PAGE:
Let’s see who’s paying attention. What’s wrong with the headline? That’s right, it’s a “temporary” tax, and will “only” last for 20 years. Now you’ll pardon this writer’s cynicism about oxymoronically named “temporary” taxes. And you may have something of a point. After all, a temporary telecommunications tax instituted in 1898 to help defray the costs of the Spanish-American War was eventually ended- in 2006. Originally 1 cent per call, it grew to be 3% of the total phone bill before Congress realized that the Spanish-American War had been over for nearly 108 years, only lasted 3 1/2 months and resulted in the acquisition of the Phillippines, Puerto Rico, Guam and the Caroline Islands, thus actually paying for itself. So granted, it was technically a “temporary tax.” On the other hand, who remembers Ohio’s “temporary” two-year 20% sales tax increase of 2003? Feeling the mounting pressure of a coming election, the Ohio GOP leadership engineered a “tax rollback” to only a 10% increase in 2005 before making the change permanent. So much for a “temporary” increase.

Of course, erstwhile gubernatorial candidate and current Cuyahoga County Commissioner Tim Hagan (whose 2002 gubernatorial platform included a statewide tax increase, thus making him the only honest candidate on taxes in that race) “promises” that the temporary nature of the tax will be in the resolution approving it. Who, in twenty years, will remember that this proposed sales tax increase was only temporary? And even if someone does, how long will it be before someone in Cuyahoga county government declares that the tax must be kept to pay for “necessary services” whose continued funding is “critical?”

The proposed 0.25% increase in the Cuyahoga county sales tax is, of course, a boondoggle corporate welfare scheme. It provides a private showcase for its goods to a privately held for-profit corporation who has made a very nebulous pledge to do it’s best to bring a few medical conventions to a permanent convention center to be built by the county for its benefit. No real promises, mind you, but they’ll try real hard in exchange for the $450 million (!) taxpayer dollars required to construct this monument to fraud and waste. Why isn’t this corporation building its own showcases? Why would it if gullible city and county leaders can be hoodwinked by pie-in-the-sky-by-and-by “pledges” like this one to do it for them? If Cuyahoga county voters allow this to be passed without some type of taxpayer response it can truly be said that while Cleveland may rock, it certainly cannot think.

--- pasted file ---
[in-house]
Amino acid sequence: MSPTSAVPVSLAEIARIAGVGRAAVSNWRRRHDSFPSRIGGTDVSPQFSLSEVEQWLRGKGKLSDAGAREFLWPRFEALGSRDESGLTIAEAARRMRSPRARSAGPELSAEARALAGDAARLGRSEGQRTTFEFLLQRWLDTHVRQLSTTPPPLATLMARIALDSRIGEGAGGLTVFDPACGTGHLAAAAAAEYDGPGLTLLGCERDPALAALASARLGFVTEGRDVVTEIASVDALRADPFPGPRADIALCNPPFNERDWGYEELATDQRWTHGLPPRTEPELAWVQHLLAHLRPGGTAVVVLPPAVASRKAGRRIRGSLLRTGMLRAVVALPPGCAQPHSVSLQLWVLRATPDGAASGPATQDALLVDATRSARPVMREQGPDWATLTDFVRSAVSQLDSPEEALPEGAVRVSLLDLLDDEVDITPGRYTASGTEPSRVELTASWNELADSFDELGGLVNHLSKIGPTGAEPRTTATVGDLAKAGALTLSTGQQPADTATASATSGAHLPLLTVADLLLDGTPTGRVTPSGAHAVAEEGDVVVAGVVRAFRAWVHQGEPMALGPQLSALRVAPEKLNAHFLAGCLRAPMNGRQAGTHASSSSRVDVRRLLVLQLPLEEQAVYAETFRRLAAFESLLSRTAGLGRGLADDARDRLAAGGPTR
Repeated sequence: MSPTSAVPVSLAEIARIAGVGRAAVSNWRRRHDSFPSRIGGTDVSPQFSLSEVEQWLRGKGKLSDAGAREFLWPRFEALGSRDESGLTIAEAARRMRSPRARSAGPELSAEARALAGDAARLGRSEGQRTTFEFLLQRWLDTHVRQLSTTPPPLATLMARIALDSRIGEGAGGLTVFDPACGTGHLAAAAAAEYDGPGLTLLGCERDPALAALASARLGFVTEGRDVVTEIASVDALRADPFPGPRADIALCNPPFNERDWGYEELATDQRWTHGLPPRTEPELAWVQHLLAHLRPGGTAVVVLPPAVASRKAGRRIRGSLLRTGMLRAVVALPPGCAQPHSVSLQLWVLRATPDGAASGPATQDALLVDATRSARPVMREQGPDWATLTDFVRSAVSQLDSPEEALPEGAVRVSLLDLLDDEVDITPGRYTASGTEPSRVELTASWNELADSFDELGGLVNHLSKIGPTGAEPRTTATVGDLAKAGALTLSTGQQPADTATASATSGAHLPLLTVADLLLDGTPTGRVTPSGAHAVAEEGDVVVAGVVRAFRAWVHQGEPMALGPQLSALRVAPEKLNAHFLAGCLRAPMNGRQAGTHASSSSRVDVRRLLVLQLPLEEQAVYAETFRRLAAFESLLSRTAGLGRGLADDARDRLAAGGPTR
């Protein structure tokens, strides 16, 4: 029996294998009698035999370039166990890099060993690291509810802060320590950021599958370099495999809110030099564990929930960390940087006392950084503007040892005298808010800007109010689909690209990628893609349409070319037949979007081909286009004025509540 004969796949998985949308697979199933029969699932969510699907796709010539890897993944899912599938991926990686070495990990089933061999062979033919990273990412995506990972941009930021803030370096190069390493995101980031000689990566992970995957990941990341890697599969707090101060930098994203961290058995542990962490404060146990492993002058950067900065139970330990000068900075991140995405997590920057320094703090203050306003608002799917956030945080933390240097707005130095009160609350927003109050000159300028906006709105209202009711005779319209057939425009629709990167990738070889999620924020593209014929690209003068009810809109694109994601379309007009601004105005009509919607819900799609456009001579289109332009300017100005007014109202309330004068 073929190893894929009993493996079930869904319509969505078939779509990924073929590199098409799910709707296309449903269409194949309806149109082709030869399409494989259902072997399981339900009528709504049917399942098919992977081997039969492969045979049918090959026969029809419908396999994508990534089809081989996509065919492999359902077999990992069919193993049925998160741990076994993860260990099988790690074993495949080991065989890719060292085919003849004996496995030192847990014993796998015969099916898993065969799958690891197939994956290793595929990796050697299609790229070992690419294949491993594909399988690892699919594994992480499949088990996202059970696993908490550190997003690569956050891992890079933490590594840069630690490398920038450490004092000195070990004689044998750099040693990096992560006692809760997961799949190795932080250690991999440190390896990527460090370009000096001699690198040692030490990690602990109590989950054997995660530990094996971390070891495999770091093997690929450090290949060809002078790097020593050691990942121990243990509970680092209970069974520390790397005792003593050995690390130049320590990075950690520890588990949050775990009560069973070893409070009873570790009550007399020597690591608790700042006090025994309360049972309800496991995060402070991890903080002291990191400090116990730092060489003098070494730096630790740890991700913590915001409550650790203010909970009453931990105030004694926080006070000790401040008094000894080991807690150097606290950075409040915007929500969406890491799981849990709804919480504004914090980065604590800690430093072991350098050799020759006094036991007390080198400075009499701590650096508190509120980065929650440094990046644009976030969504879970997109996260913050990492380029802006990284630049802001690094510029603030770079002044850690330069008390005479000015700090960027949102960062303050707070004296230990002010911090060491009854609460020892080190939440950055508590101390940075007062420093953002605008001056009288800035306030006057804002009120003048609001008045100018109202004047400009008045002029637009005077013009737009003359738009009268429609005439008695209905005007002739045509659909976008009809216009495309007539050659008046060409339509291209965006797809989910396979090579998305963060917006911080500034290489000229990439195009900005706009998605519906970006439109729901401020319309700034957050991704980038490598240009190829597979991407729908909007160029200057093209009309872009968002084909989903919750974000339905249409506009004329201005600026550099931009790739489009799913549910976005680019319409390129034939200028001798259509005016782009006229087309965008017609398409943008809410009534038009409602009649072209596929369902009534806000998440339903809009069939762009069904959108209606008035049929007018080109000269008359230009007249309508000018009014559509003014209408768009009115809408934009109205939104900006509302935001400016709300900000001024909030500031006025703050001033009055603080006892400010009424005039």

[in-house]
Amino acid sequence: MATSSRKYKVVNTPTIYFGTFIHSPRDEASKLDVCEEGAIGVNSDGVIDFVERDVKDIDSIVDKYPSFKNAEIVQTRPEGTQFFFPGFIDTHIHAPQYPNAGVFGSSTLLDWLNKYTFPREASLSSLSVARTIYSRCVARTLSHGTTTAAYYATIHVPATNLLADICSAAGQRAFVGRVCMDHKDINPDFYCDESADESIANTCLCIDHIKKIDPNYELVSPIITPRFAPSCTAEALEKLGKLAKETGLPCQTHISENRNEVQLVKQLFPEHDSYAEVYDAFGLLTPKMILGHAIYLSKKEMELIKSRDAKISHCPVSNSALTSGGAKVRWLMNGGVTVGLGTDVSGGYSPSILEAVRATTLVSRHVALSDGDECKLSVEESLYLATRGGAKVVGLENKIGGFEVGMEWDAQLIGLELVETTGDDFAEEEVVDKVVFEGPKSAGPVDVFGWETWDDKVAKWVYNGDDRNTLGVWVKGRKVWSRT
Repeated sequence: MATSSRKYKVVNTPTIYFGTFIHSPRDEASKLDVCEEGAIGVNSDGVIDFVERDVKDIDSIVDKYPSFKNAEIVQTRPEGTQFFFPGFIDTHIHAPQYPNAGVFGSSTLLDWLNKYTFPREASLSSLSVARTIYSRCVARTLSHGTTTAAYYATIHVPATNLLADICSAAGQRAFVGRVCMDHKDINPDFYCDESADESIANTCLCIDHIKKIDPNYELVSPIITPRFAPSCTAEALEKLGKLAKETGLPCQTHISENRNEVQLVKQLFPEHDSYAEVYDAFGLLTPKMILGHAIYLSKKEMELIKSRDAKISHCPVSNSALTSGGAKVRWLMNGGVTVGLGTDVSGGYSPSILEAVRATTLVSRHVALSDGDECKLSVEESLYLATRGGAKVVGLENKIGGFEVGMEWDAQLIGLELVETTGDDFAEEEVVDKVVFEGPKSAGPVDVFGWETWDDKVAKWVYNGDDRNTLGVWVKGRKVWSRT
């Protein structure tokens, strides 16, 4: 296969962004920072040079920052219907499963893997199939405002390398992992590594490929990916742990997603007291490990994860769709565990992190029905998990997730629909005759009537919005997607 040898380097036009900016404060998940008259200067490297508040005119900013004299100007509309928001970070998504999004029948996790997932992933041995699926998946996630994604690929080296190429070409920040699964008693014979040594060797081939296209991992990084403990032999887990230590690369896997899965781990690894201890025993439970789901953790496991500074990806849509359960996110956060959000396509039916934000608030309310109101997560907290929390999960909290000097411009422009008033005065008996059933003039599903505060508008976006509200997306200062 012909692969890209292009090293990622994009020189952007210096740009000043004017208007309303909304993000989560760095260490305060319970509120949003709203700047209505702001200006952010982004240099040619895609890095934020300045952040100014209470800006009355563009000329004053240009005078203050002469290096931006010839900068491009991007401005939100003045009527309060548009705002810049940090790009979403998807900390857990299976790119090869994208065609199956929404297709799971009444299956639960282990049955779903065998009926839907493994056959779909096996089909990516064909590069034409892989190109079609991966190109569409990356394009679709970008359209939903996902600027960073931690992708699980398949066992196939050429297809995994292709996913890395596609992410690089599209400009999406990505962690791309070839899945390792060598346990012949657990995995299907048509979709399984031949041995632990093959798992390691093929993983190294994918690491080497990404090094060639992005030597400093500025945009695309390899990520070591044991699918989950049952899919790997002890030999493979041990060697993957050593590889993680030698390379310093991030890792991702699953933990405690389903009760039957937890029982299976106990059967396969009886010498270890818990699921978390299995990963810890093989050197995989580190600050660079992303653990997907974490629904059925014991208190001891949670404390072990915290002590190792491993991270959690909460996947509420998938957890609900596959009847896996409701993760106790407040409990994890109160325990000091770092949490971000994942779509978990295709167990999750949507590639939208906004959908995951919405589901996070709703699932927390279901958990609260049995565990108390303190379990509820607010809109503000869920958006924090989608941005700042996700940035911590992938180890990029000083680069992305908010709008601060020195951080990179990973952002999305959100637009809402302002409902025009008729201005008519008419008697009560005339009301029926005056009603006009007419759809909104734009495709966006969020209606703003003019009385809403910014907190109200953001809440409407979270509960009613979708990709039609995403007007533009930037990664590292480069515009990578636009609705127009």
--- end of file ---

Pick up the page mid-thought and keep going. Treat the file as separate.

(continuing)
The Cuyahoga county taxpayers will find themselves in the same situation as the male singer of the Meat Loaf rock classic whose final regretful lament is-

So now I’m praying for the end of time
To hurry up and arrive
Cause if I gotta spend another minute with you
I don’t think that I can really survive
I’ll never break my promise or forget my vow
But God only knows what I can do right now
I’m praying for the end of time
It’s all that I can do
Praying for the end of time, so I can end my time with you!!!

Because ’til the end of time is about how long they’ll be dealing with that tax increase.

Chuck Michaelis is the president of Rocky Fork Formulas, Inc., a dietary supplement design and distribution company. He is also the Executive Director of Camp American, a week-long summer Christian worldview education camp for ages 12 years to adult. He is currently the Vice-chairman of the Institute For Principled Policy. You can contact him at [email protected]

Games of Skill? No Chance! Update

gamblingIn an article in today’s Columbus Dispatch (June 20, 2007), Ohio House Speaker Jon Husted called for legislation to ban so-called “games of skill,” reiterating his opinion that “…just because a game is 51% skill does not make it a game of skill…” and also that the move to re-label the games is merely a backdoor incremental approach to legalize the devices. Governor Ted Strickland and Attorney General Mark Dann have called for limiting payouts but Husted isn’t swayed by the arguments for this. He says limiting payouts will not limit losses, which is the bottom line for the gambling device manufacturers, distributors and operators who rely on the long odds for their considerable profit margins.